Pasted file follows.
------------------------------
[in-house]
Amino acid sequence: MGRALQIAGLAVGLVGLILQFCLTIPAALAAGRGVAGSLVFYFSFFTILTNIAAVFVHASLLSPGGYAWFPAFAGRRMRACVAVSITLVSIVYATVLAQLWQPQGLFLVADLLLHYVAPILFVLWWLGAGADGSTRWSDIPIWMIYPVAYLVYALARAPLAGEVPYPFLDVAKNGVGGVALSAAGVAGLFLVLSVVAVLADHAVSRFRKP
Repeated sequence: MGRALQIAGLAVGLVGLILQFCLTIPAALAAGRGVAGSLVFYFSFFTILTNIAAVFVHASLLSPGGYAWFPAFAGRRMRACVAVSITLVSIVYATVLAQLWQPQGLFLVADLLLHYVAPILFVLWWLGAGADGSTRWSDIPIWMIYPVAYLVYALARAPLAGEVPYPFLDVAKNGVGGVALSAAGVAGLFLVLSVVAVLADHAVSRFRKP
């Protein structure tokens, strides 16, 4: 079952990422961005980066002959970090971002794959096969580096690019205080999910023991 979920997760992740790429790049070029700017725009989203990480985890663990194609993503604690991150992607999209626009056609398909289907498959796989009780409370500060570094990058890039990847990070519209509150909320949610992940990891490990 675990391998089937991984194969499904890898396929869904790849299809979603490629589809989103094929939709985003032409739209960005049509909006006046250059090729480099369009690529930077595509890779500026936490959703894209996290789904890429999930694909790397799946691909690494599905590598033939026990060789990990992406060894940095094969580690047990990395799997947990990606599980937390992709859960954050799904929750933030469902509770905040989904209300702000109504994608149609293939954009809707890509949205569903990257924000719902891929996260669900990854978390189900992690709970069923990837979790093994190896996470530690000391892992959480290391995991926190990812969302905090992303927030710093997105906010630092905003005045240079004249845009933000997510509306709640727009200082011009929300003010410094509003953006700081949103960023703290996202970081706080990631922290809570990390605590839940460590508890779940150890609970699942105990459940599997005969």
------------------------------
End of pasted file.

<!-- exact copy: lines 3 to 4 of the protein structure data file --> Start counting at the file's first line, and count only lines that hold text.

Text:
Repeated sequence: MGRALQIAGLAVGLVGLILQFCLTIPAALAAGRGVAGSLVFYFSFFTILTNIAAVFVHASLLSPGGYAWFPAFAGRRMRACVAVSITLVSIVYATVLAQLWQPQGLFLVADLLLHYVAPILFVLWWLGAGADGSTRWSDIPIWMIYPVAYLVYALARAPLAGEVPYPFLDVAKNGVGGVALSAAGVAGLFLVLSVVAVLADHAVSRFRKP
């Protein structure tokens, strides 16, 4: 079952990422961005980066002959970090971002794959096969580096690019205080999910023991 979920997760992740790429790049070029700017725009989203990480985890663990194609993503604690991150992607999209626009056609398909289907498959796989009780409370500060570094990058890039990847990070519209509150909320949610992940990891490990 675990391998089937991984194969499904890898396929869904790849299809979603490629589809989103094929939709985003032409739209960005049509909006006046250059090729480099369009690529930077595509890779500026936490959703894209996290789904890429999930694909790397799946691909690494599905590598033939026990060789990990992406060894940095094969580690047990990395799997947990990606599980937390992709859960954050799904929750933030469902509770905040989904209300702000109504994608149609293939954009809707890509949205569903990257924000719902891929996260669900990854978390189900992690709970069923990837979790093994190896996470530690000391892992959480290391995991926190990812969302905090992303927030710093997105906010630092905003005045240079004249845009933000997510509306709640727009200082011009929300003010410094509003953006700081949103960023703290996202970081706080990631922290809570990390605590839940460590508890779940150890609970699942105990459940599997005969």